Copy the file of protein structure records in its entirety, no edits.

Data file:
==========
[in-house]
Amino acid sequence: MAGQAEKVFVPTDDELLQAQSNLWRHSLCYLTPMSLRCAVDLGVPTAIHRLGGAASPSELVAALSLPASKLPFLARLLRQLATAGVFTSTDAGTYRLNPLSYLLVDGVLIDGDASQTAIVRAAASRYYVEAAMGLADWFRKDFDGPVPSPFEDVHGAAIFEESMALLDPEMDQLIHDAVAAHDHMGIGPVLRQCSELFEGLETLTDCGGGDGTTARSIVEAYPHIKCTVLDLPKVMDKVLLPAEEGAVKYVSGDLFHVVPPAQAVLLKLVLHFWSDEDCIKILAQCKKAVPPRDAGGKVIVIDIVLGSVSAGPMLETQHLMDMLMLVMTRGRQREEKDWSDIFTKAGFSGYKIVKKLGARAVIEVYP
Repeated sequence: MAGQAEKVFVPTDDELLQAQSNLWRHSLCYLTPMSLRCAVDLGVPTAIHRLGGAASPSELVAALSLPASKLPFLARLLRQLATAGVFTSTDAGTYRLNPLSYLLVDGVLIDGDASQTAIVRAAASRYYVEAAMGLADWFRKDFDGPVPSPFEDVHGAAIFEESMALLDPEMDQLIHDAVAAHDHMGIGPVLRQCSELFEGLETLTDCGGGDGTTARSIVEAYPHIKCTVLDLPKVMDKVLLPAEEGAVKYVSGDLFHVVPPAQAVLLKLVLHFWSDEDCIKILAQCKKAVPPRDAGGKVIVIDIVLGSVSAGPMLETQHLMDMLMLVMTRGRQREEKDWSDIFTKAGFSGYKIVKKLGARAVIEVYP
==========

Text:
[in-house]
Amino acid sequence: MAGQAEKVFVPTDDELLQAQSNLWRHSLCYLTPMSLRCAVDLGVPTAIHRLGGAASPSELVAALSLPASKLPFLARLLRQLATAGVFTSTDAGTYRLNPLSYLLVDGVLIDGDASQTAIVRAAASRYYVEAAMGLADWFRKDFDGPVPSPFEDVHGAAIFEESMALLDPEMDQLIHDAVAAHDHMGIGPVLRQCSELFEGLETLTDCGGGDGTTARSIVEAYPHIKCTVLDLPKVMDKVLLPAEEGAVKYVSGDLFHVVPPAQAVLLKLVLHFWSDEDCIKILAQCKKAVPPRDAGGKVIVIDIVLGSVSAGPMLETQHLMDMLMLVMTRGRQREEKDWSDIFTKAGFSGYKIVKKLGARAVIEVYP
Repeated sequence: MAGQAEKVFVPTDDELLQAQSNLWRHSLCYLTPMSLRCAVDLGVPTAIHRLGGAASPSELVAALSLPASKLPFLARLLRQLATAGVFTSTDAGTYRLNPLSYLLVDGVLIDGDASQTAIVRAAASRYYVEAAMGLADWFRKDFDGPVPSPFEDVHGAAIFEESMALLDPEMDQLIHDAVAAHDHMGIGPVLRQCSELFEGLETLTDCGGGDGTTARSIVEAYPHIKCTVLDLPKVMDKVLLPAEEGAVKYVSGDLFHVVPPAQAVLLKLVLHFWSDEDCIKILAQCKKAVPPRDAGGKVIVIDIVLGSVSAGPMLETQHLMDMLMLVMTRGRQREEKDWSDIFTKAGFSGYKIVKKLGARAVIEVYP